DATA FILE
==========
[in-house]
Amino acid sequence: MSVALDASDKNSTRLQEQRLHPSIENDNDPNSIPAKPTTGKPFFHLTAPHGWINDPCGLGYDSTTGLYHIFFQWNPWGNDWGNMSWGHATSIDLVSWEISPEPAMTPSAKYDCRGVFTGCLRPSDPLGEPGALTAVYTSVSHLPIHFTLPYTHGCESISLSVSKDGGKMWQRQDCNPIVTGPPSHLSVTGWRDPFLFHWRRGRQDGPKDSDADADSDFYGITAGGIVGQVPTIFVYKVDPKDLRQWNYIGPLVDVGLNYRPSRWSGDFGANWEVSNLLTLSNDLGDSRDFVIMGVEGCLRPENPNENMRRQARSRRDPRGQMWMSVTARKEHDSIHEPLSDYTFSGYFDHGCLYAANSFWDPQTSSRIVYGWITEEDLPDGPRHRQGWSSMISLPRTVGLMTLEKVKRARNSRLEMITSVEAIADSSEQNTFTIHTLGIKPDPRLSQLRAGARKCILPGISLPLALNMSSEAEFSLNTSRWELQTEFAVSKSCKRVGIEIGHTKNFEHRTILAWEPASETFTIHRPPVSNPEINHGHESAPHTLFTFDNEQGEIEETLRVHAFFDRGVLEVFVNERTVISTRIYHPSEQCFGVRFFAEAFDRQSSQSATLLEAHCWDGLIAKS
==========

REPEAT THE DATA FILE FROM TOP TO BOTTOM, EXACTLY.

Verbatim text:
[in-house]
Amino acid sequence: MSVALDASDKNSTRLQEQRLHPSIENDNDPNSIPAKPTTGKPFFHLTAPHGWINDPCGLGYDSTTGLYHIFFQWNPWGNDWGNMSWGHATSIDLVSWEISPEPAMTPSAKYDCRGVFTGCLRPSDPLGEPGALTAVYTSVSHLPIHFTLPYTHGCESISLSVSKDGGKMWQRQDCNPIVTGPPSHLSVTGWRDPFLFHWRRGRQDGPKDSDADADSDFYGITAGGIVGQVPTIFVYKVDPKDLRQWNYIGPLVDVGLNYRPSRWSGDFGANWEVSNLLTLSNDLGDSRDFVIMGVEGCLRPENPNENMRRQARSRRDPRGQMWMSVTARKEHDSIHEPLSDYTFSGYFDHGCLYAANSFWDPQTSSRIVYGWITEEDLPDGPRHRQGWSSMISLPRTVGLMTLEKVKRARNSRLEMITSVEAIADSSEQNTFTIHTLGIKPDPRLSQLRAGARKCILPGISLPLALNMSSEAEFSLNTSRWELQTEFAVSKSCKRVGIEIGHTKNFEHRTILAWEPASETFTIHRPPVSNPEINHGHESAPHTLFTFDNEQGEIEETLRVHAFFDRGVLEVFVNERTVISTRIYHPSEQCFGVRFFAEAFDRQSSQSATLLEAHCWDGLIAKS